Coulthard joins list of V6 engine sound critics

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Former Formula 1 driver and 2001 championship runner-up David Coulthard has become the latest personality in the sport to criticize the new sound of the V6 engines, which were introduced for the 2014 season.

Having downsized from V8s in 2013, the new hybrid ‘power unit’ is intended to aid the sport’s environmental credentials, but the big gripe that many fans and figures within Formula 1 have had is that they lack the screeching sound of the old engines.

In his “DC Insights” blog for banking group UBS, Coulthard expressed his concerns about the new formula.

“My ear drums will probably not thank me for saying this but I agree with Bernie Ecclestone, I think the new generation of cars could do with being a bit noisier,” he said. “Even from my soundproofed commentary booth, I could tell it lacked a little va-va-voom in the volume department.

“Formula 1 doesn’t strictly need that high-pitched banshee scream produced by the old V10s, and to a lesser extent the V8s, but ear-splitting noise is part and parcel of the sport.

“Just as you expect your whole body to shake when a fighter jet passes overhead, so you expect your senses to be assaulted by a Formula 1 car. Try standing in the tunnel in Monaco when a V10 engine screams past and you will understand what I mean. It is a visceral experience.”

The Scotsman went on to explain how the sound is something that the engineers can alter on the power units, and encouraged them to do so in the near future in order to stop the backlash that is currently being felt in Formula 1.

“It is not beyond the wit of Formula 1 engineers to amplify the noise a bit,” Coulthard said. “Musical instruments make enough of a racket with wind blowing through them relatively slowly. A Formula 1 car expels its exhaust gases at over 1000mph. It might add a bit of weight to the overall package but I think it would be well worth it to recover a vital element of the F1 experience.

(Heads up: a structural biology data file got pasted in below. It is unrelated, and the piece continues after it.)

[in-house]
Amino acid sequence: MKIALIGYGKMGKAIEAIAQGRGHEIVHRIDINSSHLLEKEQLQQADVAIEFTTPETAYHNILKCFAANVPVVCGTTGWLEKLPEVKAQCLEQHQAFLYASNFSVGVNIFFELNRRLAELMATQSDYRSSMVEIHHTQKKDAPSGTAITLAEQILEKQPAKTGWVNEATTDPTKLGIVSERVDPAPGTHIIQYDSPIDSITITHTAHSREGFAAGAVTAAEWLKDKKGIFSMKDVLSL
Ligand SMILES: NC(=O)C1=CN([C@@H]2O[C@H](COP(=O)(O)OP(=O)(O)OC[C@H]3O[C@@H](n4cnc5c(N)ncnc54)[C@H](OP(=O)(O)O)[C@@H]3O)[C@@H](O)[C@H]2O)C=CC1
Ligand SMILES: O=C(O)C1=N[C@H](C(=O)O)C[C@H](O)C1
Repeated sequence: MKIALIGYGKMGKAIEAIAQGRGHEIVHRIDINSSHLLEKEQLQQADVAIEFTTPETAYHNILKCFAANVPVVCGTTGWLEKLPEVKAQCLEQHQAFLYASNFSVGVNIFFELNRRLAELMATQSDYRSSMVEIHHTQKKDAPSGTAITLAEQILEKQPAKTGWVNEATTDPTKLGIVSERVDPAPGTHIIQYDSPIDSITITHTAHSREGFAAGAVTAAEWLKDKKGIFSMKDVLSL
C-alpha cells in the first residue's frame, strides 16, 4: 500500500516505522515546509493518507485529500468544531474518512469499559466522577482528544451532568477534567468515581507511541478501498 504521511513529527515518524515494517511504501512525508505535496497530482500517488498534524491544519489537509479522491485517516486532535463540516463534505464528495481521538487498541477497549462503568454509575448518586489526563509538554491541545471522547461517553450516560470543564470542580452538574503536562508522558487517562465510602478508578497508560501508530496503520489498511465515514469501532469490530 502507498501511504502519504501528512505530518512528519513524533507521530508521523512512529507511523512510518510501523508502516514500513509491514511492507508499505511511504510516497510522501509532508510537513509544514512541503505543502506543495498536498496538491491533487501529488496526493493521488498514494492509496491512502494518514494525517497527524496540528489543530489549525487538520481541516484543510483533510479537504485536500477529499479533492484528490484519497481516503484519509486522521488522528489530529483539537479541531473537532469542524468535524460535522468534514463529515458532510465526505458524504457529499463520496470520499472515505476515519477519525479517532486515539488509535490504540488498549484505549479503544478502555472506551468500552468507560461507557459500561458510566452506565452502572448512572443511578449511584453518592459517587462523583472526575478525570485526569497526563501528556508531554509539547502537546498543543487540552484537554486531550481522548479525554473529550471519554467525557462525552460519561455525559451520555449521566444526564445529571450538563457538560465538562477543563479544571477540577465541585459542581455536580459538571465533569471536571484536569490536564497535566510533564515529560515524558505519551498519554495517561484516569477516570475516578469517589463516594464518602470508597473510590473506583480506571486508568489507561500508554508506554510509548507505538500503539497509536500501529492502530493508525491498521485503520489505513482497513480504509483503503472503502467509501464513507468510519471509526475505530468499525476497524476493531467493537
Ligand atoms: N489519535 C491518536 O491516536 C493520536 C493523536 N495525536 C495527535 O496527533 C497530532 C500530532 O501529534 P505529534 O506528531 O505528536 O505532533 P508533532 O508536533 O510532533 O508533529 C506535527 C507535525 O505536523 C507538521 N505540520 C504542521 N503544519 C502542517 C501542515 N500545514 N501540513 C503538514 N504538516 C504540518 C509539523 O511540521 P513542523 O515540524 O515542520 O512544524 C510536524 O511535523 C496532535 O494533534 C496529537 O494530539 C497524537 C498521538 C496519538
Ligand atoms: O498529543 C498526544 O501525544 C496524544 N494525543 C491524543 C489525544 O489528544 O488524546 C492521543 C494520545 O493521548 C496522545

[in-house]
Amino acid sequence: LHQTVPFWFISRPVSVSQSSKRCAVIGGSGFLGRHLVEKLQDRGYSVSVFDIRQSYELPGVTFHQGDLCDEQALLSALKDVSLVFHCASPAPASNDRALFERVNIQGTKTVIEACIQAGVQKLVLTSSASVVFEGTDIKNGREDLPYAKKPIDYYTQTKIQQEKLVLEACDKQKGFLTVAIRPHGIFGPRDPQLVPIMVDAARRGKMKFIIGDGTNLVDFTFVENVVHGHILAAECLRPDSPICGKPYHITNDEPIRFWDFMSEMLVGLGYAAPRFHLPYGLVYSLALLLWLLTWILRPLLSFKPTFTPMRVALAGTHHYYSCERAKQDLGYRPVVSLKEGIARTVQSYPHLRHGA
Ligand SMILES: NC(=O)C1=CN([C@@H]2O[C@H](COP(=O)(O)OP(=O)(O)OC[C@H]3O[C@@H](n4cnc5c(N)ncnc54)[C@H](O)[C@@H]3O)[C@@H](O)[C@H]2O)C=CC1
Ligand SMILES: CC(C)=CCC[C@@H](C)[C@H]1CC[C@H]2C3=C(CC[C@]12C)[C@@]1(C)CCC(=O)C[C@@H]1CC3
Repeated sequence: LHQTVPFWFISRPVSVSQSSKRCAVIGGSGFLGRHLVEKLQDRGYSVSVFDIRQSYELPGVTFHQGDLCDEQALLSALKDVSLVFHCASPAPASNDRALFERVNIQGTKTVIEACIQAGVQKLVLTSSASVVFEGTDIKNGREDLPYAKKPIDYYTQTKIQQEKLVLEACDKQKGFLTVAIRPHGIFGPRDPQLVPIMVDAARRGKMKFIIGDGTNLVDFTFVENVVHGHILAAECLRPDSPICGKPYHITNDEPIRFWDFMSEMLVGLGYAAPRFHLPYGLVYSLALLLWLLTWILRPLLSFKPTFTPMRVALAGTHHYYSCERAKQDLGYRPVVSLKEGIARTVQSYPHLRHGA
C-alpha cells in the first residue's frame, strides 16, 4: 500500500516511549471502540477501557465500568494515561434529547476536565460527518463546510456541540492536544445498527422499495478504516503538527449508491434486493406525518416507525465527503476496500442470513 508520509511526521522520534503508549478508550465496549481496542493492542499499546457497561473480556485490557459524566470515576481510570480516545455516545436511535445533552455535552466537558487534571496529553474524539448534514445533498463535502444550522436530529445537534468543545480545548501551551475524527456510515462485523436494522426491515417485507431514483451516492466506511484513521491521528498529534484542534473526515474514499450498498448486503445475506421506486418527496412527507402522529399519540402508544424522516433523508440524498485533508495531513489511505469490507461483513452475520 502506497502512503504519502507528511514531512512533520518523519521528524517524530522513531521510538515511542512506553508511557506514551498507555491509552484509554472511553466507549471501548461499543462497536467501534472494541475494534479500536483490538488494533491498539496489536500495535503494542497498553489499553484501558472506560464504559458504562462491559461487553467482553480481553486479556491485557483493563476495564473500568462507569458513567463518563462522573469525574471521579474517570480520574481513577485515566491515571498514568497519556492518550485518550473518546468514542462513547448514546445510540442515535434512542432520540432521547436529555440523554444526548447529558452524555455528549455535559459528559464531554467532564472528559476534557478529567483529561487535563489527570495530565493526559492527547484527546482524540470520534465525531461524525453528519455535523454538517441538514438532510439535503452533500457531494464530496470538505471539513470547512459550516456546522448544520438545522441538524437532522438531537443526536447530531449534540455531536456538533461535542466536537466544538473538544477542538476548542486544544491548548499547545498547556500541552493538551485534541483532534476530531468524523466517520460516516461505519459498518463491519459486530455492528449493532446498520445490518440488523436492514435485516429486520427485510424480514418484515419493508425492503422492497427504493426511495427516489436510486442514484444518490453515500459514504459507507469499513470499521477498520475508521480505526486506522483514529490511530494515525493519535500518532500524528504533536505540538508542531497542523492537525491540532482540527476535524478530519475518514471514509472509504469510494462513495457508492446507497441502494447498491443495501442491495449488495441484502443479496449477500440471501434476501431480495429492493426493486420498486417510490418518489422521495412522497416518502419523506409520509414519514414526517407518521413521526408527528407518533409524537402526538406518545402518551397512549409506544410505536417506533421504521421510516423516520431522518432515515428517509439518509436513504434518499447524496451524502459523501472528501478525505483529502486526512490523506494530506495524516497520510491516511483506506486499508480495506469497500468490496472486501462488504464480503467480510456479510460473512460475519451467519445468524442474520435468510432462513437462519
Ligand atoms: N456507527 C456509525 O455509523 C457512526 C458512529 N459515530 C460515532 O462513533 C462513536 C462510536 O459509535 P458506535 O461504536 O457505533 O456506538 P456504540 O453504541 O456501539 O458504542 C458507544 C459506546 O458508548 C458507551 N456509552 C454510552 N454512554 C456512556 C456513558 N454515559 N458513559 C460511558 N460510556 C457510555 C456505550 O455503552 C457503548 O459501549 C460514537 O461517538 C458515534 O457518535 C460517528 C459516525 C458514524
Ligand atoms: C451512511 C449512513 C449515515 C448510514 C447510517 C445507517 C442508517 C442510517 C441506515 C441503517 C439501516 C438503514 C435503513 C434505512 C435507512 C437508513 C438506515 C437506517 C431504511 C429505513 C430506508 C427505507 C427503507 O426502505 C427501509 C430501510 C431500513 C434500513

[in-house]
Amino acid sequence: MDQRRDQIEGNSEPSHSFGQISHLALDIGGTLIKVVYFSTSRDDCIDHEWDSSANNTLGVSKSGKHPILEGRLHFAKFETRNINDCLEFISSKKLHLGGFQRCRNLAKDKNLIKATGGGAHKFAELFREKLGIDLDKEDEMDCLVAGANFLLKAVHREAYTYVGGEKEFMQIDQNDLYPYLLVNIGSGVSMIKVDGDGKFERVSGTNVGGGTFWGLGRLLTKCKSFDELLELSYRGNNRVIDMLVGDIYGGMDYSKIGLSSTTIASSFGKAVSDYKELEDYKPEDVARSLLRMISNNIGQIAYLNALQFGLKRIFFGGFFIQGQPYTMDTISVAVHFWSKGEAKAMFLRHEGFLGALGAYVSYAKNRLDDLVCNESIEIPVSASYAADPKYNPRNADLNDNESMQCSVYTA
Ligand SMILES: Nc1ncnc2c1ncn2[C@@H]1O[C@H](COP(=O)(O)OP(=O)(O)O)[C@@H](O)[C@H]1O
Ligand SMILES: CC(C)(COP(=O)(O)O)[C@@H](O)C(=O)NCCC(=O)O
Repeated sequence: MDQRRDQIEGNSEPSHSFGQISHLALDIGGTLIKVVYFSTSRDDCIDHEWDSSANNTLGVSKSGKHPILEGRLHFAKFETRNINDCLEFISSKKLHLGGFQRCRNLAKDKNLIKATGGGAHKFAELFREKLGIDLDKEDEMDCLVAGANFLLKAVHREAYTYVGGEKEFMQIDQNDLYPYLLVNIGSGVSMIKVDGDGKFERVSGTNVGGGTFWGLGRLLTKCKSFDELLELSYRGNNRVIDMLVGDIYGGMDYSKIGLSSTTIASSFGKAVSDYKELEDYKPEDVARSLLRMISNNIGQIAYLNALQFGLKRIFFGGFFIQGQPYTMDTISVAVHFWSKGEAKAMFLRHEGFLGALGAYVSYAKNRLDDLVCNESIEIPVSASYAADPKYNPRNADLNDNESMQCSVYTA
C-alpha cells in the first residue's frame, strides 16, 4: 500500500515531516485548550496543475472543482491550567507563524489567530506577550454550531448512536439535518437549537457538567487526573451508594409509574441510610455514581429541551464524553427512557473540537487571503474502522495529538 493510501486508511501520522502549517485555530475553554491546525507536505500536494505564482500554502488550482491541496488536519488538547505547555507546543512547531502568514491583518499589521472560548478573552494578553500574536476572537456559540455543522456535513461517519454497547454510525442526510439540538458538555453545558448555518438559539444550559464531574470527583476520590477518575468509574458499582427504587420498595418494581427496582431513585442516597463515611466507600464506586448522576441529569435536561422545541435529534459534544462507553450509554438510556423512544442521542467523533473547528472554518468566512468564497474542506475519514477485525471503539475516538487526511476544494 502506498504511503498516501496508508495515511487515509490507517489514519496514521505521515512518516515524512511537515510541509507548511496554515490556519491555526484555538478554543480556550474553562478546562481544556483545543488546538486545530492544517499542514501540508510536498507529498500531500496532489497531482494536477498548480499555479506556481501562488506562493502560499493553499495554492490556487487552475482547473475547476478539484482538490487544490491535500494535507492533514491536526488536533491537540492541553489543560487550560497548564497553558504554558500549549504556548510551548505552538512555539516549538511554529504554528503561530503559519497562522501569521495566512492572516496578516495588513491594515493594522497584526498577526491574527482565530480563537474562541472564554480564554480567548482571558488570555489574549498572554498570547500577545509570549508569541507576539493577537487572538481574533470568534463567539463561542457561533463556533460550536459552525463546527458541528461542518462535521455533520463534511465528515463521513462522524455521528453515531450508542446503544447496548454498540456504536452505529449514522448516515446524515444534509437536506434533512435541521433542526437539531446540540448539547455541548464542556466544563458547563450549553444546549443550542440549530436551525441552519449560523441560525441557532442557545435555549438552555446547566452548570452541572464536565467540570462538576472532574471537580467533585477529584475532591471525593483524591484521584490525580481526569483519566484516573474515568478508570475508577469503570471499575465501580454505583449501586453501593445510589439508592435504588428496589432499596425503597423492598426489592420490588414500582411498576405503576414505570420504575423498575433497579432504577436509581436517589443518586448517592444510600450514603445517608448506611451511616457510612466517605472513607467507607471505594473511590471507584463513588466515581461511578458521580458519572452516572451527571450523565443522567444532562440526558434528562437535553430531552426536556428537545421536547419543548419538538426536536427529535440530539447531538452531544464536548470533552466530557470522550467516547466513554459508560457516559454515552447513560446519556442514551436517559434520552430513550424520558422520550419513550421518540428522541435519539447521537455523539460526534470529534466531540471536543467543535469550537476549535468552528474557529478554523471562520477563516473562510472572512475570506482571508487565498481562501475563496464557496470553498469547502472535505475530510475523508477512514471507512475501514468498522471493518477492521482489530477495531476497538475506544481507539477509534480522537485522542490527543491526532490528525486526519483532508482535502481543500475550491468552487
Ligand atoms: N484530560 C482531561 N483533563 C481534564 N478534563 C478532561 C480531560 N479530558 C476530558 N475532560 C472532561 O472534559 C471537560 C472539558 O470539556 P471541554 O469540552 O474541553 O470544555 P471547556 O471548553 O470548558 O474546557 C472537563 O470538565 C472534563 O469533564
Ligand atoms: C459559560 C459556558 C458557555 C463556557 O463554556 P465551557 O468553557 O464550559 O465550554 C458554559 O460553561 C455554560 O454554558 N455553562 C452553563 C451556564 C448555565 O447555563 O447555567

“Don’t take my word for it, though. Listen to the reaction from the fans. That is one thing that is coming through extremely loud and clear. We cannot afford to ignore our fans.”

As a veteran of 247 grands prix, Coulthard is one of the most experienced drivers in the history of the sport. However, given that we are just one race in to the new engine era, it is perhaps with caution that such comments should be made.

Plans revealed for upgraded Circuit Gilles Villeneuve pit complex

Société du parc Jean‑Drapeau
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Plans for the upgraded pit and paddock complex at the Circuit Gilles Villeneuve in Montreal, Canada, have been unveiled ahead of their completion in time for the 2019 Formula 1 race.

The Canadian Grand Prix signed a new long-term F1 contract running to 2029 earlier this year, with a commitment to improving the outdated pit facilities at the circuit, built in 1988.

In a press conference earlier this week, further details and artist renderings were revealed for the CA$48 million project by the Société Parc Jean‑Drapeau.

A new glass structure will become the main pit complex, covering three levels to accommodate the teams, media and hospitality guests.

The construction work will commence at the Circuit Gilles Villeneuve in July 2018 – one month after next year’s Canadian Grand Prix – and be completed two months prior to the 2019 race.

Photo: Société du parc Jean‑Drapeau
Photo: Société du parc Jean‑Drapeau